In 2004’s Bush vs. Gore contest, Facebook had just launched nine months prior and Twitter did not come online until 2006. Four years later, social media would go from an election non-factor to a powerful voter engagement and outreach tool.

In 2008, a relatively unknown Barack Obama mobilized millions of voters, primarily through Facebook, and went on to defeat two political veterans, frontrunner Hillary Clinton in the democratic primaries and Senator John McCain in November’s general election.

In 2012, President Obama continued his social media dominance by taking his ideas straight to voters, posting nearly four times the content of Mitt Romney and other opponents, and on almost twice as many channels. That campaign was a study in digital grassroots campaigning.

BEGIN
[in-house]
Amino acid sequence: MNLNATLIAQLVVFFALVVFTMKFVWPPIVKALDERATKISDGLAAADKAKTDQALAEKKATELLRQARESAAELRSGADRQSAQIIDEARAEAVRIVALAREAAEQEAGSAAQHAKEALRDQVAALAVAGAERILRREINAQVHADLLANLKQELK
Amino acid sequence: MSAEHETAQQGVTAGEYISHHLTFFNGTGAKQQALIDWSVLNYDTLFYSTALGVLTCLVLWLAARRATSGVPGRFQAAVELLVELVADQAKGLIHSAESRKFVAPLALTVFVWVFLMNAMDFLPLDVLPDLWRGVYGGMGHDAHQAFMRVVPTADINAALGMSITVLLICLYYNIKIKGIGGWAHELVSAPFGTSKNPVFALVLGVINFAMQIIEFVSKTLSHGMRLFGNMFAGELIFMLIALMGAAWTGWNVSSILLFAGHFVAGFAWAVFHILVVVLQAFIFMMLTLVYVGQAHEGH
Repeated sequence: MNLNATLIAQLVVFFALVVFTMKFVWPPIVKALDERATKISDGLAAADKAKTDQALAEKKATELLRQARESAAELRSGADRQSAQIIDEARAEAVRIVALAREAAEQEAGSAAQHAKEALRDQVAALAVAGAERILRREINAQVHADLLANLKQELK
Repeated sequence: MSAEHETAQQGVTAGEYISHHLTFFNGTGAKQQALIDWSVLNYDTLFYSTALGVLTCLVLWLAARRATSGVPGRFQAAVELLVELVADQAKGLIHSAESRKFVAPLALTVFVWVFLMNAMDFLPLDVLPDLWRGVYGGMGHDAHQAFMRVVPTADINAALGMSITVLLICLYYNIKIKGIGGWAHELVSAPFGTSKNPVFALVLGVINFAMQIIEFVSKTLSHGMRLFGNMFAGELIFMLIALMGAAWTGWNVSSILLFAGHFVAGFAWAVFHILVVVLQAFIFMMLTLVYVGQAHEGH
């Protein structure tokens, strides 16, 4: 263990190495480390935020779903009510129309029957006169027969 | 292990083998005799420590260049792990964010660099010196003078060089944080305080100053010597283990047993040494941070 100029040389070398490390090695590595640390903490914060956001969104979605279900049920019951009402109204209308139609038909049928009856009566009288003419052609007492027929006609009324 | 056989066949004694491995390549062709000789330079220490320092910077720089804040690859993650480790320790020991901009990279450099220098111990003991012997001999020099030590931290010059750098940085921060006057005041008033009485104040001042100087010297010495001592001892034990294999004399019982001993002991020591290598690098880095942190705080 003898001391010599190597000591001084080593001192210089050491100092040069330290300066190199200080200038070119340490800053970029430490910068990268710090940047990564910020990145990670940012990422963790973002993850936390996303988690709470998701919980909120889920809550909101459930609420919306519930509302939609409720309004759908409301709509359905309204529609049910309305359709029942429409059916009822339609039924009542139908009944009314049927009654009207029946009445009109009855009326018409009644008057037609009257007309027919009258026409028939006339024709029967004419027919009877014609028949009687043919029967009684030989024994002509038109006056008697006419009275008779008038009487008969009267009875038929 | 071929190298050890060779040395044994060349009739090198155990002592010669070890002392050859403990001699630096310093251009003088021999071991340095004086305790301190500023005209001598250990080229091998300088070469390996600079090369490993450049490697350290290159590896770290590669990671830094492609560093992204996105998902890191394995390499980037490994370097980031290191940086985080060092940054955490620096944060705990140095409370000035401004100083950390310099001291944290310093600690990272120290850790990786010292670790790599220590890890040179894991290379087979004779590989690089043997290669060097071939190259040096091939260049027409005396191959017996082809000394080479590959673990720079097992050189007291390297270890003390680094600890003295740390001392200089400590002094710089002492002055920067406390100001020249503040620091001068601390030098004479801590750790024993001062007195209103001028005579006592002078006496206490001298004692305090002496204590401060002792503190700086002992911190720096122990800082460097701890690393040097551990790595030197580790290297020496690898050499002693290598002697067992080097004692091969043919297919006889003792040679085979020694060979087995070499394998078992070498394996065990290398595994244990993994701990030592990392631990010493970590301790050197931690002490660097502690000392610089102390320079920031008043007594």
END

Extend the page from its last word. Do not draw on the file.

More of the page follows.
social media presidential campaignPerhaps it’s not surprising then that team Obama would share this now iconic 2012 victory image on Twitter, a photo that was retweeted over 800,000 times, breaking all prior Twitter records in the process.

While Barack Obama will certainly go down in history as the author of the modern day digital campaign playbook, today’s presidential candidates are completely rewriting it to leverage the growing number of social networks.

In 2016, the question is not which candidates are using social media, but what channels are they using and who is using them most effectively to engage supporters and donors.

  • Hillary Clinton released a 2016 campaign playlist on Spotify
  • Ted Cruz live-streams campaign events on Periscope